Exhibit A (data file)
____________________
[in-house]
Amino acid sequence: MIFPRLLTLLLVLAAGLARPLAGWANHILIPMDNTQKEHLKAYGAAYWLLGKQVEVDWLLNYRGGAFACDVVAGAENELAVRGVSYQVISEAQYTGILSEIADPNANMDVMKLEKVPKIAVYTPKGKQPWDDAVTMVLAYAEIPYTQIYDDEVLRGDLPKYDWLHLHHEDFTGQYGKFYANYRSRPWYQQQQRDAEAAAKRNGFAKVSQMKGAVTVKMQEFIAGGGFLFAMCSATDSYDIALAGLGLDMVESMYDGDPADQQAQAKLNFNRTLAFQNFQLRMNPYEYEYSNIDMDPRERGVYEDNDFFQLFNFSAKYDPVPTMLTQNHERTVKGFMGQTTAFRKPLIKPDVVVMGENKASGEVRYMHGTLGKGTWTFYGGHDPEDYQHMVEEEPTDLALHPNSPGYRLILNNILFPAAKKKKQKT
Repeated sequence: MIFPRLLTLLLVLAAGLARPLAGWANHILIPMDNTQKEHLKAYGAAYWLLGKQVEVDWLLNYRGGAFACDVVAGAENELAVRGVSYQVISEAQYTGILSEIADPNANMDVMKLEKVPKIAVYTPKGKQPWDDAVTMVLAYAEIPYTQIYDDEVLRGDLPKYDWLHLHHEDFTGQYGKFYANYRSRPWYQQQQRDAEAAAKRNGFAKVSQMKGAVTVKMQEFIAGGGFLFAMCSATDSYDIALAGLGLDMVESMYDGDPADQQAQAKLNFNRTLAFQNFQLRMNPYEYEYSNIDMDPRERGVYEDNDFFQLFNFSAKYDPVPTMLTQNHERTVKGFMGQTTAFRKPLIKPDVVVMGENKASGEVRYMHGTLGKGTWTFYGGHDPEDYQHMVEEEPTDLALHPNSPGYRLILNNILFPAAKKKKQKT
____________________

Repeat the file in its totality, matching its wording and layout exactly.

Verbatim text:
[in-house]
Amino acid sequence: MIFPRLLTLLLVLAAGLARPLAGWANHILIPMDNTQKEHLKAYGAAYWLLGKQVEVDWLLNYRGGAFACDVVAGAENELAVRGVSYQVISEAQYTGILSEIADPNANMDVMKLEKVPKIAVYTPKGKQPWDDAVTMVLAYAEIPYTQIYDDEVLRGDLPKYDWLHLHHEDFTGQYGKFYANYRSRPWYQQQQRDAEAAAKRNGFAKVSQMKGAVTVKMQEFIAGGGFLFAMCSATDSYDIALAGLGLDMVESMYDGDPADQQAQAKLNFNRTLAFQNFQLRMNPYEYEYSNIDMDPRERGVYEDNDFFQLFNFSAKYDPVPTMLTQNHERTVKGFMGQTTAFRKPLIKPDVVVMGENKASGEVRYMHGTLGKGTWTFYGGHDPEDYQHMVEEEPTDLALHPNSPGYRLILNNILFPAAKKKKQKT
Repeated sequence: MIFPRLLTLLLVLAAGLARPLAGWANHILIPMDNTQKEHLKAYGAAYWLLGKQVEVDWLLNYRGGAFACDVVAGAENELAVRGVSYQVISEAQYTGILSEIADPNANMDVMKLEKVPKIAVYTPKGKQPWDDAVTMVLAYAEIPYTQIYDDEVLRGDLPKYDWLHLHHEDFTGQYGKFYANYRSRPWYQQQQRDAEAAAKRNGFAKVSQMKGAVTVKMQEFIAGGGFLFAMCSATDSYDIALAGLGLDMVESMYDGDPADQQAQAKLNFNRTLAFQNFQLRMNPYEYEYSNIDMDPRERGVYEDNDFFQLFNFSAKYDPVPTMLTQNHERTVKGFMGQTTAFRKPLIKPDVVVMGENKASGEVRYMHGTLGKGTWTFYGGHDPEDYQHMVEEEPTDLALHPNSPGYRLILNNILFPAAKKKKQKT